Update on the Library Passage in Worthing

From Chris Sandrawich, Membership Secretary Jane Austen Society Midlands

If you have received this e-mail it means that I have written to you on this subject before.

I bring good news and ‘not so good news’: the Library Passage is to be closed but Jane Austen lovers will be allowed access to it, on terms controlled by the bus company Stagecoach, who own the site. I am also not sure how much I should say and what right I have to withhold information. So, I will tell you what I do know and also what I fear may be the outcome.

This further news is now emerging following the Secretary of State’s recent decision to allow Stagecoach, the bus company, to close off the Library Passage (which is a “twitten” – an ancient right-of-way) to pedestrians on safety grounds. This news is of interest to Jane Austen fans and societies everywhere because Jane Austen and her family will have used this Library Passage many times to gain access from where they were staying in the Autumn of 1805, Stanford’s Cottage (now a Pizza Restaurant bearing a blue plaque confirming Jane Austen’s stay there) Worthing, to both the Library and to the sea shore. The fact of the Austen family stay in Worthing is only recently coming to light through Jane Austen’s niece’s, Fanny, diaries being looked at more closely. There is no correspondence (letters) about their stay as all the usual correspondents were together.

An example of how well hidden “under the radar” this information is can be gained from looking at any current Chronology of Jane Austen’s life, taking say the one shown in an Oxford World’s Classics edition of any of Jane’s books and see that it moves from the Death of George Austen (Jane’s Father) in January 1805 to the family leaving Bath in 1806 without any mention of a long holiday stay in Worthing in the autumn of 1805.

What makes the Austen family’s stay in Worthing most interesting is that beyond doubt Jane Austen’s last fragment of a novel, Sanditon, is based upon the developing Worthing and Mr Parker upon a business man and entrepreneur, Mr Ogle, and the Great Terrace in Worthing is a close fit for the ‘Short Terrace’ in Sanditon and anyone looking at the Great Terrace and its corner house can easily imagine Miss Diana Parker settling her new friends, the Miss Beauforts, into it even to the rearrangement of blinds and flowerpots on the upstairs balcony.

As mentioned above and as a concession the owners, Stagecoach, are willing to allow by prior arrangement visits to the site. They would have an official open the locked gates and conduct a small party along the passage.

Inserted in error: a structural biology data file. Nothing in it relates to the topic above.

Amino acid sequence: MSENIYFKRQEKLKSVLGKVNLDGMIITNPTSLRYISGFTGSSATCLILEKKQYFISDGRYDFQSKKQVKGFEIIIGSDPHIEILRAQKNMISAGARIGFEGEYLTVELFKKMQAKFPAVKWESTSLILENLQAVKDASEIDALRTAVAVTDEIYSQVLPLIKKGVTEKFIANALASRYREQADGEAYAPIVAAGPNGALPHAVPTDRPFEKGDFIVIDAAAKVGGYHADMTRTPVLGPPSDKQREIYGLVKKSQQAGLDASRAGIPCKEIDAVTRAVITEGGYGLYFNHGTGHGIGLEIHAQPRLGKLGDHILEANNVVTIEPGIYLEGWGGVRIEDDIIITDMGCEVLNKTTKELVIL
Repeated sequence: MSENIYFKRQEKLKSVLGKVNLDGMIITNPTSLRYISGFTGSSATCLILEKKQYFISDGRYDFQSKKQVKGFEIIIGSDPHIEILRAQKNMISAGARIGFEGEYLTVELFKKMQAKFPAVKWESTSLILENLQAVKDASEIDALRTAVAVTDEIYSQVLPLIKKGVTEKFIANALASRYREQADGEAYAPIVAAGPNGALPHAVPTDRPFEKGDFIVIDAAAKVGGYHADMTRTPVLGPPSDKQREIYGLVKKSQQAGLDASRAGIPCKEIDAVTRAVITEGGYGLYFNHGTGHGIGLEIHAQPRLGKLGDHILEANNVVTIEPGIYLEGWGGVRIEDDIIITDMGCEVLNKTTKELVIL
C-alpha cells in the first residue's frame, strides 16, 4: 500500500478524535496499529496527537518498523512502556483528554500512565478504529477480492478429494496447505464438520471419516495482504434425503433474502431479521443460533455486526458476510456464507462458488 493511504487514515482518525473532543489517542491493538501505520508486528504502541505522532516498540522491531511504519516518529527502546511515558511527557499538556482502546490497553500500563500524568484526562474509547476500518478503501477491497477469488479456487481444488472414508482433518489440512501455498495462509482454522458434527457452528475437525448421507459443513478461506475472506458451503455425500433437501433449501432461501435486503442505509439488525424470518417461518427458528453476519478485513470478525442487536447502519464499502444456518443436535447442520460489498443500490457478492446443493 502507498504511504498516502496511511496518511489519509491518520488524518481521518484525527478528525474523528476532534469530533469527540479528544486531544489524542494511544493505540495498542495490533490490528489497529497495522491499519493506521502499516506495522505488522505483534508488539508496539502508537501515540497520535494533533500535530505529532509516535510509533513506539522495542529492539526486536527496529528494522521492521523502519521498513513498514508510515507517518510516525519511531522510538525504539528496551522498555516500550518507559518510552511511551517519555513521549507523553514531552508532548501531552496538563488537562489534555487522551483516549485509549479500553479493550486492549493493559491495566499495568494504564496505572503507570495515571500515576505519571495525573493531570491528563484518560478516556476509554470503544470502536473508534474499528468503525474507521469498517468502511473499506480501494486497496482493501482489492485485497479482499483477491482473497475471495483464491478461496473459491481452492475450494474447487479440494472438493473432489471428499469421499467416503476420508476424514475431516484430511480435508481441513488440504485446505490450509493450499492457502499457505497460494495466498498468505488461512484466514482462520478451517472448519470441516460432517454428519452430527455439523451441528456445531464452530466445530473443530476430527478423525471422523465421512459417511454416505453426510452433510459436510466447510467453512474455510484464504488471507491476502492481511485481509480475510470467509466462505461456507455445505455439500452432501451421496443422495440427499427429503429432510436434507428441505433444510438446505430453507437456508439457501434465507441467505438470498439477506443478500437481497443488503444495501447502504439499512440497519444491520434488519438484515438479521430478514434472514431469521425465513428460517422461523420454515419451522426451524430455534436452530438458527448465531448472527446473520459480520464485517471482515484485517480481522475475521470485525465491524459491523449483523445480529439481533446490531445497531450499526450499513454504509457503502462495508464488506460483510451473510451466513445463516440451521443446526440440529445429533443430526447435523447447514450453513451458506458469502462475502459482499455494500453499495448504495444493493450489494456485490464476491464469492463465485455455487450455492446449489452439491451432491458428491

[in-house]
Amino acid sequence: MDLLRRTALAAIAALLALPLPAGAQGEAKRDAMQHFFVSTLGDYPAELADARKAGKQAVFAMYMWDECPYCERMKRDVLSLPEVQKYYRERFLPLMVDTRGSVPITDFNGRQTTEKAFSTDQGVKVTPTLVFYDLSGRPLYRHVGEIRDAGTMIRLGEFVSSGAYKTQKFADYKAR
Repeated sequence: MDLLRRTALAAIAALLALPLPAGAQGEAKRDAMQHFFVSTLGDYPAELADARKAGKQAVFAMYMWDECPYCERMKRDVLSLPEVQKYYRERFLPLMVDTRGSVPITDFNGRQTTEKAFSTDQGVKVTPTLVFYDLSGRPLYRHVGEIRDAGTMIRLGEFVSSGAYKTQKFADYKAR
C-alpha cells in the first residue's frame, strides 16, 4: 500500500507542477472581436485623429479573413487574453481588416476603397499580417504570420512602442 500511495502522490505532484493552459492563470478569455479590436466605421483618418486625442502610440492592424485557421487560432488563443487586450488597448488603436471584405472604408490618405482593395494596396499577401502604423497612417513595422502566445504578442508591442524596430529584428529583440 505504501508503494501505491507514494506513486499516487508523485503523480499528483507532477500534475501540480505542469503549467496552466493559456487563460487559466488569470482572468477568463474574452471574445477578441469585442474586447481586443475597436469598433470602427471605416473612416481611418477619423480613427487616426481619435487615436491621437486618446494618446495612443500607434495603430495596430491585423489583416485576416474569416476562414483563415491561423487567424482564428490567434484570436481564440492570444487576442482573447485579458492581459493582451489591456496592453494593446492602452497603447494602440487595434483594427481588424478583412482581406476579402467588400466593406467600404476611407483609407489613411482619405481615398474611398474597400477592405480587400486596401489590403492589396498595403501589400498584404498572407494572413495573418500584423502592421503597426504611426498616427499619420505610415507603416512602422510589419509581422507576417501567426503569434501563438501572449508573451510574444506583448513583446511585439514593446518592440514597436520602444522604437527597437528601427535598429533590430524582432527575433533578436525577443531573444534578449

There is of course a problem, with this “Typical British Compromise” which is a way of saying neither side will be satisfied.

Stagecoach, are saying that they are, “only able to accommodate occasional group visits by prior arrangement and nothing on a regular basis”. At the moment interest in Jane Austen is high and numbers of visitors to UK sites of interest are rising, not falling. Some 60,000 pa to Bath, 30,000 pa to Chawton and 20,000 pa to Winchester Cathedral; and these last two sites are 50 – 60 miles and one hour’s drive from Worthing. So the mention of even a small percentage of these visitors descending upon a working bus station would possibly lead to an adverse reaction from Stagecoach. I know who and where the contact point is inside Stagecoach for any group planning a visit but I would prefer not to publish this information at this time as we need as a group of interested Janeites to somehow manage this situation so that the owners, Stagecoach do not abruptly withdraw this concession, as I imagine they are not compelled, by the Secretary of State’s decision, to allow access.

The local Member of Parliament for Worthing is aware of some of what is going on but possibly does not know of this potential issue where possible demand for access could quickly exceed the bus company’s tolerance levels. I propose to write to him and ask him to broker a deal (or find someone agreeable to all sides who can) with the bus company and business interests (as yet unknown) who will see the potential flood of visitors not as a problem and distraction from transport issues but as an opportunity to provide a service at a profit. All Stagecoach then need be satisfied with is that the other party manages this situation so that visits are not unsafe and are not a distraction to the smooth running of their buses to schedule and timetable.

If you have any comments or advice to offer then please let me know.

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